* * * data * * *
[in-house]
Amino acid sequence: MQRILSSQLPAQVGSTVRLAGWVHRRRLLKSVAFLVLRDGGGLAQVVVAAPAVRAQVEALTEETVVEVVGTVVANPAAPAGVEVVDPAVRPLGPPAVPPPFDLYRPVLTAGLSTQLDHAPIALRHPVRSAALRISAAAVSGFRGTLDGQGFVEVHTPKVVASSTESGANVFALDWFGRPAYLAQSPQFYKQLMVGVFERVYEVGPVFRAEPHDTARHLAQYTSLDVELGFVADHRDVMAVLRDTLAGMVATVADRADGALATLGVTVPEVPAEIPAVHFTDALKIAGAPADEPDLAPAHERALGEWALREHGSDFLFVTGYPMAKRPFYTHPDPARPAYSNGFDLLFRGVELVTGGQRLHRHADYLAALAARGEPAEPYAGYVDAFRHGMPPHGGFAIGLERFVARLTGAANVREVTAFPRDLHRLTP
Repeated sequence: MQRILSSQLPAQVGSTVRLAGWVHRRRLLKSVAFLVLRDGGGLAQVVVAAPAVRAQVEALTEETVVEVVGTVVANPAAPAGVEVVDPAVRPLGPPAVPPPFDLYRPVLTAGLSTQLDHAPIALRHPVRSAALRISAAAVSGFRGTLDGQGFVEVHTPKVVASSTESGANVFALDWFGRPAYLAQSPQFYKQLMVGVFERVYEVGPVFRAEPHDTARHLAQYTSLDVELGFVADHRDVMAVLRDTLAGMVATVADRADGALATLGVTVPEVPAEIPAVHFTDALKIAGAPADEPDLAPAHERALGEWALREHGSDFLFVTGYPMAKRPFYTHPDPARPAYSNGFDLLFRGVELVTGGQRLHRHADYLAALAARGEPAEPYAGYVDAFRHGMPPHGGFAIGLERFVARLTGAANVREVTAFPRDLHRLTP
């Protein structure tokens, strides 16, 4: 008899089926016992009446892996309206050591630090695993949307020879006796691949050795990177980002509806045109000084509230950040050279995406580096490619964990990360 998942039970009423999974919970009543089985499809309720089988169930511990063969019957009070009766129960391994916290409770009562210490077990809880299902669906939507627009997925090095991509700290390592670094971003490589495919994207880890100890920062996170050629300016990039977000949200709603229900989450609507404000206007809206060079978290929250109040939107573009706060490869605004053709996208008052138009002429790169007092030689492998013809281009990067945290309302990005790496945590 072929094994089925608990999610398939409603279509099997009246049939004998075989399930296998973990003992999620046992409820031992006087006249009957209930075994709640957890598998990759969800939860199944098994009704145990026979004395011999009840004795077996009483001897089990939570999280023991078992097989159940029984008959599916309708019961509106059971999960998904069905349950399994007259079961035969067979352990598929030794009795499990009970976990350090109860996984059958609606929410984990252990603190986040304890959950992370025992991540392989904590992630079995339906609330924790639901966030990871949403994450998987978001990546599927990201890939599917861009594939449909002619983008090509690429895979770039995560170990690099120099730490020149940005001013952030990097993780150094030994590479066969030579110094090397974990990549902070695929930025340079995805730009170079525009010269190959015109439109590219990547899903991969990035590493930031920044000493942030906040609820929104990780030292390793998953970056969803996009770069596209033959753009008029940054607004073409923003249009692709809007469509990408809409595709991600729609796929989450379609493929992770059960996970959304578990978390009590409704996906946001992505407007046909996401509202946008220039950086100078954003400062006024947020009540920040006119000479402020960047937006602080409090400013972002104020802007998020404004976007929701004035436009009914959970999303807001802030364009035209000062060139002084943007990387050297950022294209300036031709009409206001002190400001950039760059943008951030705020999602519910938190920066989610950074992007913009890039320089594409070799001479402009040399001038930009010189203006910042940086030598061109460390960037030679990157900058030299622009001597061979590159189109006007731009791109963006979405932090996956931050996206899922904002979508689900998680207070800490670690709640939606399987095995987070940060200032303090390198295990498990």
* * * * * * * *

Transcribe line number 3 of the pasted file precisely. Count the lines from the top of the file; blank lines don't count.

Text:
Repeated sequence: MQRILSSQLPAQVGSTVRLAGWVHRRRLLKSVAFLVLRDGGGLAQVVVAAPAVRAQVEALTEETVVEVVGTVVANPAAPAGVEVVDPAVRPLGPPAVPPPFDLYRPVLTAGLSTQLDHAPIALRHPVRSAALRISAAAVSGFRGTLDGQGFVEVHTPKVVASSTESGANVFALDWFGRPAYLAQSPQFYKQLMVGVFERVYEVGPVFRAEPHDTARHLAQYTSLDVELGFVADHRDVMAVLRDTLAGMVATVADRADGALATLGVTVPEVPAEIPAVHFTDALKIAGAPADEPDLAPAHERALGEWALREHGSDFLFVTGYPMAKRPFYTHPDPARPAYSNGFDLLFRGVELVTGGQRLHRHADYLAALAARGEPAEPYAGYVDAFRHGMPPHGGFAIGLERFVARLTGAANVREVTAFPRDLHRLTP